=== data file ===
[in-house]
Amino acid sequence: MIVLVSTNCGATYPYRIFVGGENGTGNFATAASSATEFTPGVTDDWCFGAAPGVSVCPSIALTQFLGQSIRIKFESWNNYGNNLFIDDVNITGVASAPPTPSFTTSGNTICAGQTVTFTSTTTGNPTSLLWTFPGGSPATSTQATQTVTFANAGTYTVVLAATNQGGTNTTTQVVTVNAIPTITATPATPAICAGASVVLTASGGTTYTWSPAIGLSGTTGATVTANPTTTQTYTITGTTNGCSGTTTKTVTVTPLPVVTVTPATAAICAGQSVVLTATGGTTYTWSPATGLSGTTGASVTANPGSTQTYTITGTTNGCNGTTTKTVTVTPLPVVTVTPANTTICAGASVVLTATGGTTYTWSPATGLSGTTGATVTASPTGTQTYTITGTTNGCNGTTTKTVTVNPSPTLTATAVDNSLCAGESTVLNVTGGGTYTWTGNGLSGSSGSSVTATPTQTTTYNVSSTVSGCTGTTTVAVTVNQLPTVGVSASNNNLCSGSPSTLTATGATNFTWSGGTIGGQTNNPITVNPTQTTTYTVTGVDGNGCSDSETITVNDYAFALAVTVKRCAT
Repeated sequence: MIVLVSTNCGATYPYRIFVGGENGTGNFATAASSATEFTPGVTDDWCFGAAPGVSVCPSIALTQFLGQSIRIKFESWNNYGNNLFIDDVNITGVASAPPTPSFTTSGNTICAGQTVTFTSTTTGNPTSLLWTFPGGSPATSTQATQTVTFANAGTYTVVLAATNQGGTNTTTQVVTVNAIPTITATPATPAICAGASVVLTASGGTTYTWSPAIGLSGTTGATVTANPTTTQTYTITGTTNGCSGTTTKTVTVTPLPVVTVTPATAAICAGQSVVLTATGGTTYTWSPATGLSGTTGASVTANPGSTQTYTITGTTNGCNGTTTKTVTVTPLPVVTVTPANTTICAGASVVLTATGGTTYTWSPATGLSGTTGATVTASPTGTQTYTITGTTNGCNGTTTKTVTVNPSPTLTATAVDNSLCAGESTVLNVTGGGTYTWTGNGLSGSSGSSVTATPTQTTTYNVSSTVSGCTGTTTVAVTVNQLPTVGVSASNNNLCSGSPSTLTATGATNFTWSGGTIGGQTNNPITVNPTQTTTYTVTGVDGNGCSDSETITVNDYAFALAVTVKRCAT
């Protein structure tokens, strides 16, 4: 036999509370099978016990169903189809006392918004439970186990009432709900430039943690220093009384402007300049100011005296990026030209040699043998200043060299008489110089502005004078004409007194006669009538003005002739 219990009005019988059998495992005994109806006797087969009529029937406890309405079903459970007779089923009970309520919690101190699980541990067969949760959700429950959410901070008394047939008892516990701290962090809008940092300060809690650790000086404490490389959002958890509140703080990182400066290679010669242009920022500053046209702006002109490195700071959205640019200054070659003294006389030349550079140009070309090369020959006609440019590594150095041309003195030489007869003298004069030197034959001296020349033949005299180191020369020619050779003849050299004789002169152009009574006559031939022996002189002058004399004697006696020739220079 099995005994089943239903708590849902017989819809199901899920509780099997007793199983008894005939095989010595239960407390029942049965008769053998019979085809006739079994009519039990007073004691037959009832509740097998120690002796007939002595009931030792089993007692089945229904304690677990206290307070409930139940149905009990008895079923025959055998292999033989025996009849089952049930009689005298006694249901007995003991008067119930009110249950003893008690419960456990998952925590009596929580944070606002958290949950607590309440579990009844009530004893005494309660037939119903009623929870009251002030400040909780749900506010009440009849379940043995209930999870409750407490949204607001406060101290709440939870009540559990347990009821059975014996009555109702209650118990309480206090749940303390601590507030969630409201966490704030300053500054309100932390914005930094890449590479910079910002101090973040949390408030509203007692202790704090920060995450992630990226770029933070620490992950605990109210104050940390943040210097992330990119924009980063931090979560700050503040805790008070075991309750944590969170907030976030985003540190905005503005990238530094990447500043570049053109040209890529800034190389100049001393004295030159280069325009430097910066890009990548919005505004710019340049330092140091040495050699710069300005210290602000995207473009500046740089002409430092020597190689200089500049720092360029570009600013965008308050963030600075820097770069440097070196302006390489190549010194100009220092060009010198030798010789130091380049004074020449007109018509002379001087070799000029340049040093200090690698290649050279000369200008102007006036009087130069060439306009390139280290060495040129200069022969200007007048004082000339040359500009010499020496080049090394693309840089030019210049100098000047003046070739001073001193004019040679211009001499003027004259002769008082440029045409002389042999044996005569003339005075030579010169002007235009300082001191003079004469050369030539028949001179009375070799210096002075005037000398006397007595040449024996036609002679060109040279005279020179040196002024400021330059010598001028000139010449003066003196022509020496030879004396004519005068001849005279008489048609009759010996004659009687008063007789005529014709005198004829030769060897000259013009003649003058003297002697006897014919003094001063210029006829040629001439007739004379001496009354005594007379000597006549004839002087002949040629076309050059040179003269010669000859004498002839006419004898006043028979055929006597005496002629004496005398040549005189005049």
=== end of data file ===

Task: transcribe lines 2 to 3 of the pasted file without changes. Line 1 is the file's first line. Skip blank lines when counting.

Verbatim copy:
Amino acid sequence: MIVLVSTNCGATYPYRIFVGGENGTGNFATAASSATEFTPGVTDDWCFGAAPGVSVCPSIALTQFLGQSIRIKFESWNNYGNNLFIDDVNITGVASAPPTPSFTTSGNTICAGQTVTFTSTTTGNPTSLLWTFPGGSPATSTQATQTVTFANAGTYTVVLAATNQGGTNTTTQVVTVNAIPTITATPATPAICAGASVVLTASGGTTYTWSPAIGLSGTTGATVTANPTTTQTYTITGTTNGCSGTTTKTVTVTPLPVVTVTPATAAICAGQSVVLTATGGTTYTWSPATGLSGTTGASVTANPGSTQTYTITGTTNGCNGTTTKTVTVTPLPVVTVTPANTTICAGASVVLTATGGTTYTWSPATGLSGTTGATVTASPTGTQTYTITGTTNGCNGTTTKTVTVNPSPTLTATAVDNSLCAGESTVLNVTGGGTYTWTGNGLSGSSGSSVTATPTQTTTYNVSSTVSGCTGTTTVAVTVNQLPTVGVSASNNNLCSGSPSTLTATGATNFTWSGGTIGGQTNNPITVNPTQTTTYTVTGVDGNGCSDSETITVNDYAFALAVTVKRCAT
Repeated sequence: MIVLVSTNCGATYPYRIFVGGENGTGNFATAASSATEFTPGVTDDWCFGAAPGVSVCPSIALTQFLGQSIRIKFESWNNYGNNLFIDDVNITGVASAPPTPSFTTSGNTICAGQTVTFTSTTTGNPTSLLWTFPGGSPATSTQATQTVTFANAGTYTVVLAATNQGGTNTTTQVVTVNAIPTITATPATPAICAGASVVLTASGGTTYTWSPAIGLSGTTGATVTANPTTTQTYTITGTTNGCSGTTTKTVTVTPLPVVTVTPATAAICAGQSVVLTATGGTTYTWSPATGLSGTTGASVTANPGSTQTYTITGTTNGCNGTTTKTVTVTPLPVVTVTPANTTICAGASVVLTATGGTTYTWSPATGLSGTTGATVTASPTGTQTYTITGTTNGCNGTTTKTVTVNPSPTLTATAVDNSLCAGESTVLNVTGGGTYTWTGNGLSGSSGSSVTATPTQTTTYNVSSTVSGCTGTTTVAVTVNQLPTVGVSASNNNLCSGSPSTLTATGATNFTWSGGTIGGQTNNPITVNPTQTTTYTVTGVDGNGCSDSETITVNDYAFALAVTVKRCAT